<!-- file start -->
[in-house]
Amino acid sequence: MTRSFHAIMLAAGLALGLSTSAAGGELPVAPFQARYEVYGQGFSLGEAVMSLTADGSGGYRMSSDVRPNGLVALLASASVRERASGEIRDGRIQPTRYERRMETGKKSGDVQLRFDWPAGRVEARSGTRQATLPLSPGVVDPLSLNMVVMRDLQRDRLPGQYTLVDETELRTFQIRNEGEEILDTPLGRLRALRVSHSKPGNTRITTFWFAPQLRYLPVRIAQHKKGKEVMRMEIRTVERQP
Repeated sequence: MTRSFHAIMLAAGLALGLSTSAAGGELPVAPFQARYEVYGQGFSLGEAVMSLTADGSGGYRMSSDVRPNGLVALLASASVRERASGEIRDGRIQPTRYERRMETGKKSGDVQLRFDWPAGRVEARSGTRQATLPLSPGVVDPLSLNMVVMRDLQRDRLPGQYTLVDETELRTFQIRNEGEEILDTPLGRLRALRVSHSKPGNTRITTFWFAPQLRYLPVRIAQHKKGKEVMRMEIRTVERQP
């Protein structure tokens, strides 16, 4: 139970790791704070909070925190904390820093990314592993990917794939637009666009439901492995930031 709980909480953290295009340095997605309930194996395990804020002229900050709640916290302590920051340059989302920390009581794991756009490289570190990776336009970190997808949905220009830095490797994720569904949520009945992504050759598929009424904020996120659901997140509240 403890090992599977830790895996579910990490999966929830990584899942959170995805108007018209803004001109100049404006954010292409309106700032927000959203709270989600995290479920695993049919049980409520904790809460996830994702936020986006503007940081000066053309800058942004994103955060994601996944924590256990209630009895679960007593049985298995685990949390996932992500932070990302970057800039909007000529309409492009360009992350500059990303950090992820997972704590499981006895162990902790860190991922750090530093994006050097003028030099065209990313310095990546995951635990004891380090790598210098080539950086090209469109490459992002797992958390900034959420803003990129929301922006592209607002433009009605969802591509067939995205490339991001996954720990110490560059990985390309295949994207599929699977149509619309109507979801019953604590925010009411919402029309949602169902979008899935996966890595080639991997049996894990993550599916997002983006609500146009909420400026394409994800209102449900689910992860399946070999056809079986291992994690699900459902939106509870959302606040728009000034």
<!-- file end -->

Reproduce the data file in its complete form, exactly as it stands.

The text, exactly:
[in-house]
Amino acid sequence: MTRSFHAIMLAAGLALGLSTSAAGGELPVAPFQARYEVYGQGFSLGEAVMSLTADGSGGYRMSSDVRPNGLVALLASASVRERASGEIRDGRIQPTRYERRMETGKKSGDVQLRFDWPAGRVEARSGTRQATLPLSPGVVDPLSLNMVVMRDLQRDRLPGQYTLVDETELRTFQIRNEGEEILDTPLGRLRALRVSHSKPGNTRITTFWFAPQLRYLPVRIAQHKKGKEVMRMEIRTVERQP
Repeated sequence: MTRSFHAIMLAAGLALGLSTSAAGGELPVAPFQARYEVYGQGFSLGEAVMSLTADGSGGYRMSSDVRPNGLVALLASASVRERASGEIRDGRIQPTRYERRMETGKKSGDVQLRFDWPAGRVEARSGTRQATLPLSPGVVDPLSLNMVVMRDLQRDRLPGQYTLVDETELRTFQIRNEGEEILDTPLGRLRALRVSHSKPGNTRITTFWFAPQLRYLPVRIAQHKKGKEVMRMEIRTVERQP
């Protein structure tokens, strides 16, 4: 139970790791704070909070925190904390820093990314592993990917794939637009666009439901492995930031 709980909480953290295009340095997605309930194996395990804020002229900050709640916290302590920051340059989302920390009581794991756009490289570190990776336009970190997808949905220009830095490797994720569904949520009945992504050759598929009424904020996120659901997140509240 403890090992599977830790895996579910990490999966929830990584899942959170995805108007018209803004001109100049404006954010292409309106700032927000959203709270989600995290479920695993049919049980409520904790809460996830994702936020986006503007940081000066053309800058942004994103955060994601996944924590256990209630009895679960007593049985298995685990949390996932992500932070990302970057800039909007000529309409492009360009992350500059990303950090992820997972704590499981006895162990902790860190991922750090530093994006050097003028030099065209990313310095990546995951635990004891380090790598210098080539950086090209469109490459992002797992958390900034959420803003990129929301922006592209607002433009009605969802591509067939995205490339991001996954720990110490560059990985390309295949994207599929699977149509619309109507979801019953604590925010009411919402029309949602169902979008899935996966890595080639991997049996894990993550599916997002983006609500146009909420400026394409994800209102449900689910992860399946070999056809079986291992994690699900459902939106509870959302606040728009000034």